Thus, articles or reports to do with people who live in the area are often written by outsiders, and are simplified into stereotypes (although some are benign) about terrorists,  backward war-like savages, graveyards for empires, and long-bearded lawlessness. That isn’t the case, however. The locals are people who live, love, bleed, and die like everyone else. Their lives and stories are as worthy of attention as those of anyone else’s, and are just as interesting, if not more.
A Chaiwalla
A Chaiwalla

The single story creates stereotypes, and the problem with stereotypes is not that they are untrue, but that they are incomplete. They make one story become the only story - Chimamanda Ngozi Adichie 

Your site describes itself as a storyteller’s bazaar. What is the current state of storytelling in countries such as Afghanistan and Pakistan? Are traditional storytellers still relevant, or are they fast succumbing to the changes brought about by modernity?
Storytelling is always relevant. It reminds us of what the world was like, and where were are today. More importantly, stories remind us to hope and dream for a better future.
Unfortunately, storytelling faces several challenges in the region. For one, storytelling depends on the presence of curious audiences, and people willing to spend time to listen to stories. As well, there is a lack of money to spend on literacy, and one cannot freely express oneself without fear of reprisal. In the case of the latter, most of the books about the region are written by outsiders, and at the same time, there are local bookshops unable to turn a profit and  are closing down as a result. While that might sound negative, I would argue that there are many writers, storytellers, and readers out there; all they need is the right platform.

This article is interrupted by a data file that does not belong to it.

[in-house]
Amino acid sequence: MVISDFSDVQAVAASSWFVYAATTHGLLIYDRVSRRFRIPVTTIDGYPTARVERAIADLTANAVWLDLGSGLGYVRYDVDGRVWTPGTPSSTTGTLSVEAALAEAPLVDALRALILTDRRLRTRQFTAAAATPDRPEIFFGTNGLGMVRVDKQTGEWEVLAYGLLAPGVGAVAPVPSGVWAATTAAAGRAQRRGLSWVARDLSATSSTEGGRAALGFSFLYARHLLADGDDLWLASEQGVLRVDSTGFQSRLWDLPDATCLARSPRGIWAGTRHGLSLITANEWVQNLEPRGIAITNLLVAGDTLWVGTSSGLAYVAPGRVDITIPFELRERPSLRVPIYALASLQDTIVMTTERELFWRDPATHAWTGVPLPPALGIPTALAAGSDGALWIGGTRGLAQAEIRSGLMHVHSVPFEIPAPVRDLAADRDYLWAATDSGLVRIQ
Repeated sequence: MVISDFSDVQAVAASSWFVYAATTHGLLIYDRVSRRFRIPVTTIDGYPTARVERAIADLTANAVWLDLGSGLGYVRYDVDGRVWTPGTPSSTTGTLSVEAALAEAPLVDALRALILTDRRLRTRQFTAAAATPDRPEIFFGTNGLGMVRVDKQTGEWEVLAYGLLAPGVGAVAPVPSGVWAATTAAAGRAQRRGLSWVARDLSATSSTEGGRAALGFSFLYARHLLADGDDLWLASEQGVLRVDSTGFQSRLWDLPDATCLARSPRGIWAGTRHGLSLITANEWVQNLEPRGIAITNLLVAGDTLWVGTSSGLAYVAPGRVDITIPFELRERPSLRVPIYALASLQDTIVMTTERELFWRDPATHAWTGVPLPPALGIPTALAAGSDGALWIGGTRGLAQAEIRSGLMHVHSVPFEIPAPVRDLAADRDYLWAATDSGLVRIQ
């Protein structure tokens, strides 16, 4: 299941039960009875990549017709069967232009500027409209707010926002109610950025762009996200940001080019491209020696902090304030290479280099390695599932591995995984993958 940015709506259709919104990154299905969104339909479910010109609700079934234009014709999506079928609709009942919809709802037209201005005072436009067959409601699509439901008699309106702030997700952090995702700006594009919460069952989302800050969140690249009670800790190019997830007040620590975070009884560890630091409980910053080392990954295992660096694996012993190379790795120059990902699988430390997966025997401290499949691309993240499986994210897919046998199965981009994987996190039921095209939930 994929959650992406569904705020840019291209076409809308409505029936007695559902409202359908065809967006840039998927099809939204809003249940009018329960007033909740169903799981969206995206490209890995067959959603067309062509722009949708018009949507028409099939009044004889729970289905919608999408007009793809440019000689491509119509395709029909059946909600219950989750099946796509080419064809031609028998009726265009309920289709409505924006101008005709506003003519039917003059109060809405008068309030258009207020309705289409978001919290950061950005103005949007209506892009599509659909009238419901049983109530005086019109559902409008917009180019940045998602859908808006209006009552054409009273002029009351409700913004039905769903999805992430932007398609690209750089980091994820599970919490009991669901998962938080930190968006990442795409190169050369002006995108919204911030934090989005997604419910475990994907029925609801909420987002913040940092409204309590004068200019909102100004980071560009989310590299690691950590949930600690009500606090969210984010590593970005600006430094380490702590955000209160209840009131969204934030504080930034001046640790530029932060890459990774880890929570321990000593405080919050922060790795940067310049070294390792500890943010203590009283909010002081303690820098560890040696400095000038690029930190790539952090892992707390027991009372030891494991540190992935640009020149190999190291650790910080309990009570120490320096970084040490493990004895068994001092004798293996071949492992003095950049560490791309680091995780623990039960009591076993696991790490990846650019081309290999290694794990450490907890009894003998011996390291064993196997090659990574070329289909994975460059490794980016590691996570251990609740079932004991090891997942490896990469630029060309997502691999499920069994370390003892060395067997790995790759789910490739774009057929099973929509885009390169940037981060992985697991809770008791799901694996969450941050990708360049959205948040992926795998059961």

In addition to the material on Qissa Khwani, what books would you recommend as a primer to further understanding the region (i.e. the F.A.T.A.), and going beyond the headlines? I’ve just recently read a book by Jamil Ahmad (who once lived in the region), called The Wandering Falcon, which, although it was a wonderful story, did not do much to promote the positive aspects of the region.
The Wandering Falcon is an excellent novel, and it serves its purpose as a story. If you enjoyed it, I would also recommend The Pathans by Ghani Khan, which is available for free online. Both both books talk about a time that has passed two generations back. In terms of the FATA, there have been plenty of books around, and if you want something radically different, written from a distinct ideological point of view, I would suggest Farhat Taj’s Taliban and Anti-Taliban. While I don’t necessarily agree with the author on many facets of the book, it is nonetheless an attempt at offering an alternative narrative. In terms of really looking beyond the headlines and connecting with the lives of people, I have yet to read anything that really stands out.
How do you view the future of the Qissa Khwani website?
In broad terms, it will hopefully become a website which will feature a variety of different writers, writing on everything from politics, history, and culture, to travel and fiction. And perhaps – just perhaps – one of our writers will one day tell the world a story that will change how others perceive the region.
Visit the Qissa Khwani website at
About Joobin Bekhrad:
Joobin Bekhrad Joobin is the Founder and Editor of REORIENT, and the Co-Founder of art clvb